GameStop Corp. (GME) shares surged to a 20-month high last week after the company entered into a multi-year strategic partnership with Dow component Microsoft Corporation (MSFT). However, the collaboration doesn't involve Xbox or the Mr. Softee's vast video gaming library, despite the intriguing headlines. Rather, the brick-and-mortar retailer will standardize business operations on the Microsoft cloud and add a plethora of business, collaborative, and customer data collection tools.
- GameStop will use Microsoft productivity software throughout its organization.
- GameStop stock has lifted into nearly impenetrable resistance.
- Rally buyers could get trapped in a steep decline.
The strong buy-the-news reaction suggests that speculators view GameStop as a potential takeover target, but there's little evidence of that intention in the news release. In addition, Microsoft already ran into a dead end attempting to compete with the Apple Store, announcing in June it would close all 83 Microsoft Store locations. The company tried to save face at that time, saying it was a "strategic change" triggered by the shift to online sales and services.
Not one analyst stepped forward with an upgrade after the partnership news, but Jefferies downgraded GameStop stock from "Buy" to "Neutral" due to valuation concerns. In addition, GameStop shares had doubled in price between August and the day prior to the announcement, raising the odds that insiders had picked up shares ahead of the news. It's no surprise that the rally ended with a high-volume reversal after a single session, suggesting that the same folks were taking opportune profits.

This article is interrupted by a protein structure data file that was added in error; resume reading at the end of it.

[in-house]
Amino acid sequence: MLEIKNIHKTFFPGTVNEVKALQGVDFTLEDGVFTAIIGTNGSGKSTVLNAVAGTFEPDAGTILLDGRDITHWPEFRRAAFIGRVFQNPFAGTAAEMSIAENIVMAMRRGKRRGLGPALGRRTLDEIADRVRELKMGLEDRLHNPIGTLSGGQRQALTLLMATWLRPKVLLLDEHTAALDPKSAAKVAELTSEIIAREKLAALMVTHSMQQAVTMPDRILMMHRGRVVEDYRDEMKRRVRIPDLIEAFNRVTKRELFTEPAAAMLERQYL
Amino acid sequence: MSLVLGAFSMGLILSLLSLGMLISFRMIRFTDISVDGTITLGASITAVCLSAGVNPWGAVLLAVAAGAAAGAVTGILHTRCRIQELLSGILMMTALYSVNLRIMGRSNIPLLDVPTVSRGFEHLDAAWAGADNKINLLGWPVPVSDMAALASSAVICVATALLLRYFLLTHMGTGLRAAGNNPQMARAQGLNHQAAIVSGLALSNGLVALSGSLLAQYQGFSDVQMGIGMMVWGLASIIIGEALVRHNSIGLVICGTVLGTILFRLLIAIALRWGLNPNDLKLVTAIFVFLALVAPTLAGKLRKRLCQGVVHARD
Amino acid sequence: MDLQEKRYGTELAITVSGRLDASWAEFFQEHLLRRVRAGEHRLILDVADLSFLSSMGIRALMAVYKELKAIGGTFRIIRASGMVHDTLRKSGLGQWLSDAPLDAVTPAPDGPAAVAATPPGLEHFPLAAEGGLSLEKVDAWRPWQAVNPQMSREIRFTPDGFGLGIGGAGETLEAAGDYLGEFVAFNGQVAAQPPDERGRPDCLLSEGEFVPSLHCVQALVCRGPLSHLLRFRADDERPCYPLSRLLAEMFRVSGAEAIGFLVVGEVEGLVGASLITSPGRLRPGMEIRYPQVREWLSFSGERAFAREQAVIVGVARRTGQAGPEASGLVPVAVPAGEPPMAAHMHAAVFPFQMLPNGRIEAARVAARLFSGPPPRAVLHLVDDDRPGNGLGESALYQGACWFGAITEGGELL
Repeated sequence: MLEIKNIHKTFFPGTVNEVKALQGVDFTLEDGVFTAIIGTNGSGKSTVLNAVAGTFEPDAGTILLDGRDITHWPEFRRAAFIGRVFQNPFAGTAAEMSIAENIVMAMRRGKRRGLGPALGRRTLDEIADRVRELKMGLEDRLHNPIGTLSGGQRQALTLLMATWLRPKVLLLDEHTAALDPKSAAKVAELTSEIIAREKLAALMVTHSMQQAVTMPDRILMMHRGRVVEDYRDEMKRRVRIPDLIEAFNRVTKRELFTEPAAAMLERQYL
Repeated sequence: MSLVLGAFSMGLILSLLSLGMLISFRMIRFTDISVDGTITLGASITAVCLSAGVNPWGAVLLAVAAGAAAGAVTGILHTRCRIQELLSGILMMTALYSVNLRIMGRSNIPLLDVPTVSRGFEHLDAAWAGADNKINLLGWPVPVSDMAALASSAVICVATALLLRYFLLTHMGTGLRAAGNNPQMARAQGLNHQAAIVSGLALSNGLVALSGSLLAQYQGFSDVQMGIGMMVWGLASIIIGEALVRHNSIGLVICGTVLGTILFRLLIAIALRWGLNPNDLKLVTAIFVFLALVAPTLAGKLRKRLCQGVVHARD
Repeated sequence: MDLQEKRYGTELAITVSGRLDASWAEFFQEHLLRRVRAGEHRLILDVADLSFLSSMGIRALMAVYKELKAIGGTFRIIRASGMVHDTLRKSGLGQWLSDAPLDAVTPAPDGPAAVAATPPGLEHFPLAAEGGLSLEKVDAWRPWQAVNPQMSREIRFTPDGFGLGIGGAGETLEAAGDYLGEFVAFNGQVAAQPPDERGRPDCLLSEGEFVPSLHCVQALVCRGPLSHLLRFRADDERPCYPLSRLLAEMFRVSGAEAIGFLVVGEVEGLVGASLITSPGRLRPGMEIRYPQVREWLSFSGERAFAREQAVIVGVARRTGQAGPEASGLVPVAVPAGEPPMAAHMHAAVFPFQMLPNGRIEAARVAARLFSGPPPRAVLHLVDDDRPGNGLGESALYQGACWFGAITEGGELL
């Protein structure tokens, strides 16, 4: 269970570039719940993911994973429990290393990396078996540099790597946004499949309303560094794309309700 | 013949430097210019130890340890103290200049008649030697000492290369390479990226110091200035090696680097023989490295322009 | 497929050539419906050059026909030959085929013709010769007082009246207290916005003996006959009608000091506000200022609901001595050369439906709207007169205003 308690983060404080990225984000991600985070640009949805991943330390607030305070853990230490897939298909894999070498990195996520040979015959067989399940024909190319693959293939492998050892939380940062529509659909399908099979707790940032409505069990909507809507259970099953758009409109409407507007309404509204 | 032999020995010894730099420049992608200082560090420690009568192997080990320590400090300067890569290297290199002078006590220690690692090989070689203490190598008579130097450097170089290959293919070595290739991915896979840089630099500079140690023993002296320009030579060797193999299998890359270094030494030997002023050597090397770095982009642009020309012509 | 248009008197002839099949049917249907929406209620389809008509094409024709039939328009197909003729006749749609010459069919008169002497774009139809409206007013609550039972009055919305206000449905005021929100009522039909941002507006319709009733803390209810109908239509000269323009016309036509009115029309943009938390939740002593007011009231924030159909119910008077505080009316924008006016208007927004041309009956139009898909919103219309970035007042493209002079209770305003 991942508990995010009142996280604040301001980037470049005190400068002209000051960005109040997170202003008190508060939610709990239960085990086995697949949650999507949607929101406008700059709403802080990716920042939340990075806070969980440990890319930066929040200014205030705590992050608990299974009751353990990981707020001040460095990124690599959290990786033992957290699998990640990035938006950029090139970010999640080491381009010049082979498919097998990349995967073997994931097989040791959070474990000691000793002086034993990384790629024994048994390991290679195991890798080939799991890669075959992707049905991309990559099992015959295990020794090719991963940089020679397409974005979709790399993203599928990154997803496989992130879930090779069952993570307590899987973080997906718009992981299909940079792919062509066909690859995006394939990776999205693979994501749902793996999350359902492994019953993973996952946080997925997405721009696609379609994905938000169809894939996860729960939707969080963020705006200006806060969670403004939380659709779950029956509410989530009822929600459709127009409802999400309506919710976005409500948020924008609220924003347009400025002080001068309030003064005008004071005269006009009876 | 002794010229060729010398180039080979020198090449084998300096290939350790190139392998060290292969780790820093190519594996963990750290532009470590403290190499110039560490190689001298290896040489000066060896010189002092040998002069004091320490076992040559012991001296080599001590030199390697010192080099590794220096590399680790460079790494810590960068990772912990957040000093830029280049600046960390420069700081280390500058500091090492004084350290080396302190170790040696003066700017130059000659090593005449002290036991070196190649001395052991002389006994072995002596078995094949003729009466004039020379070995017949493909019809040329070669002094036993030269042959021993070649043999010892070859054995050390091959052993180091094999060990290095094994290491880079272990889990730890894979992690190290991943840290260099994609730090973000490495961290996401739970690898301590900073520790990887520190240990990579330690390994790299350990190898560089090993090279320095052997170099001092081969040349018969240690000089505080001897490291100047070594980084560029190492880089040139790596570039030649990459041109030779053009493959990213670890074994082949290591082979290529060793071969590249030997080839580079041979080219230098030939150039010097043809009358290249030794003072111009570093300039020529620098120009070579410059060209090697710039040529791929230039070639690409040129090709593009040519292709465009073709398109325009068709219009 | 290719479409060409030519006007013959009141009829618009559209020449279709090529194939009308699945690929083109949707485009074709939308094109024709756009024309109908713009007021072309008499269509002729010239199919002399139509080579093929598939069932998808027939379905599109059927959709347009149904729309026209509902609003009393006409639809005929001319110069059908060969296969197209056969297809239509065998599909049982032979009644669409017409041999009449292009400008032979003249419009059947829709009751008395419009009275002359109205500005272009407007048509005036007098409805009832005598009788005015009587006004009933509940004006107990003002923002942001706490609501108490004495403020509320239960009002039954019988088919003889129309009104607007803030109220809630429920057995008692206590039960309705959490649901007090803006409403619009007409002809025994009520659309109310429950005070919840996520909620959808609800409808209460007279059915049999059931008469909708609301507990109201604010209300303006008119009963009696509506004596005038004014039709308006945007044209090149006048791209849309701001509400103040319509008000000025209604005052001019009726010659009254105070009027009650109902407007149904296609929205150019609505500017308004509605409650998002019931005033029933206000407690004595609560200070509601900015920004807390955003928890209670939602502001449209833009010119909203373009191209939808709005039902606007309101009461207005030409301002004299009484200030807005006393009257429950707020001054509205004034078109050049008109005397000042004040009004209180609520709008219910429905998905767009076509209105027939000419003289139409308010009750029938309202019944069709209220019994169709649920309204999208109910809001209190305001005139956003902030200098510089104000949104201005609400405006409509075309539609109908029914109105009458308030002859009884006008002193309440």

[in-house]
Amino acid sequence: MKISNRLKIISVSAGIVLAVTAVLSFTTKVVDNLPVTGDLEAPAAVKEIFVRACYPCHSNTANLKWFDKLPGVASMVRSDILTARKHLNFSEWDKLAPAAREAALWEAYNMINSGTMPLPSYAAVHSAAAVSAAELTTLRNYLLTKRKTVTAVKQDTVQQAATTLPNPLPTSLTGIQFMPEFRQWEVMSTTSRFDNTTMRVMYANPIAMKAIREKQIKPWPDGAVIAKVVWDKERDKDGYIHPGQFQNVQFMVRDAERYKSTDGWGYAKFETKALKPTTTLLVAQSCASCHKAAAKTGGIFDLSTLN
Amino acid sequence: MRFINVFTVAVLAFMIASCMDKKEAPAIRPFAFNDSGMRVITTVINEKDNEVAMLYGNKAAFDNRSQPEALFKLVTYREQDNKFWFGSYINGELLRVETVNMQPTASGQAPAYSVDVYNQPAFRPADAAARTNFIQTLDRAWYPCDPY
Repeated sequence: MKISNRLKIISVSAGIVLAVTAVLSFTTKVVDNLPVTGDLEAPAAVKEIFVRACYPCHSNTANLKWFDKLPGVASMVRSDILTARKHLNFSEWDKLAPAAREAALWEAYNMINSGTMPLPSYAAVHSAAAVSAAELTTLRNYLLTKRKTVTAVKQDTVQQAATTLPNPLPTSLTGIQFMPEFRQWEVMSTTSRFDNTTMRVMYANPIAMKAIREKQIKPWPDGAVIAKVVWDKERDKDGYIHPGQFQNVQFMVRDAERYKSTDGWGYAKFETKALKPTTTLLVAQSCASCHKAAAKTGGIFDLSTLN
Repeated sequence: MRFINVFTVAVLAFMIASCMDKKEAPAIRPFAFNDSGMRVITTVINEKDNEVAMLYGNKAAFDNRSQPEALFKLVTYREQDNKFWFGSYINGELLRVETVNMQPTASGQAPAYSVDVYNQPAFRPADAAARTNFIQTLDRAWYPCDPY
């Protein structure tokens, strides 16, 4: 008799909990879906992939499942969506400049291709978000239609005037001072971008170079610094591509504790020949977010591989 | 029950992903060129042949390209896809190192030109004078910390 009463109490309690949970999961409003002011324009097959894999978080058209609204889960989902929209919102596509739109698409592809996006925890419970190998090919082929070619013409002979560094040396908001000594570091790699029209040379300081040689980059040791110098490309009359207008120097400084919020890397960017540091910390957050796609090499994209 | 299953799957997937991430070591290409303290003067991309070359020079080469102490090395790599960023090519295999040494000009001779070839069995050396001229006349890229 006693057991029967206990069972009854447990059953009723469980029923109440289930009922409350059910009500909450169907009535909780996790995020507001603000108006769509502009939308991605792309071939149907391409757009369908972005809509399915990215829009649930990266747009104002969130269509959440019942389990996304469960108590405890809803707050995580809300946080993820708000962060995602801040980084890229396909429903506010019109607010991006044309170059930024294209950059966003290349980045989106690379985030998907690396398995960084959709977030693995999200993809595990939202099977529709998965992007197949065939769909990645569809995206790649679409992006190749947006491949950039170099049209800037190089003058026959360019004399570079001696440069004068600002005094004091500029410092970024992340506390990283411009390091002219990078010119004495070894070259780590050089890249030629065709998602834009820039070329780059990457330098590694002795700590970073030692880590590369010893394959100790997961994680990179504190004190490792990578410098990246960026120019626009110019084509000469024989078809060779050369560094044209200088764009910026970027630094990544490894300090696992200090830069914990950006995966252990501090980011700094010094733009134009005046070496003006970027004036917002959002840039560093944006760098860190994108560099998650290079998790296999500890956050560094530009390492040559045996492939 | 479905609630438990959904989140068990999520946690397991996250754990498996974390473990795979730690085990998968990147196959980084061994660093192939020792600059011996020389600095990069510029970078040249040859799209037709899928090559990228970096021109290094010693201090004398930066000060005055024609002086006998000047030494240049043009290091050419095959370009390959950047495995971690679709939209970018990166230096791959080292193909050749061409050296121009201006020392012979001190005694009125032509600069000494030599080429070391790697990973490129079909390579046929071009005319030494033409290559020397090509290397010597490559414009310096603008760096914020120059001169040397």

Wall Street consensus on GameStop now stands at a "Hold" rating based upon just one "Buy," five "Hold," and two "Sell" recommendations. Price targets currently range from a low of $3.50 to a Street-high $13, while the stock traded two points above the high target before the reversal. This placement lowers the odds for higher prices, while newly minted investors could get caught in a reality check that drops shares back into the single digits.
GameStop Long-Term Chart (2007 – 2020)
Shares of the retailer ended a multi-year uptrend at an all-time high in the mid-$60s in 2007 and fell to a seven-year low in the mid-teens in 2012. A 2013 recovery wave stalled about six points below long-term resistance, yielding a two-year consolidation pattern, followed by a return trip to the 2012 low that completed a massive double top. It broke down in the second quarter of 2019 and posted an all-time low at $2.57 during the first quarter's pandemic swoon.
Price action between the summers of 2019 and 2020 carved a basing pattern, ahead of an August breakout that has established new support around $6.60. The buying spike into October reversed at the descending 50-month exponential moving average (EMA), which was broken on heavy volume in 2015. In addition, the uptick also reversed within 52 cents of the 2012 low, with both levels forming a nearly impenetrable barrier that raises the odds for a quick end to the recovery effort.
Finally, the monthly stochastic oscillator has lifted into the overbought zone for the first time since 2015, highlighting the strong buying surge. Indicator lines are still in a fortuitous position, suggesting that price action will take time to form a top before a major retreat. However, unless GameStop and Microsoft specifically state that their partnership is more than the sum of its parts, upticks should probably be used to lighten up on long-side exposure.
Overbought is a term used when a security is believed to be trading at level currently above its intrinsic or fair value. Overbought generally describes a recent or short-term movement in the price of the security, and it reflects an expectation that the market will correct the price in the near future. This belief is often the result of technical analysis of the security's price history, but fundamentals may also be employed.
The Bottom Line
GameStop surged to a 52-week high after announcing a Microsoft partnership, but adverse technicals predict that the recovery wave will fail quickly.
Disclosure: The author held no positions in the aforementioned securities at the time of publication.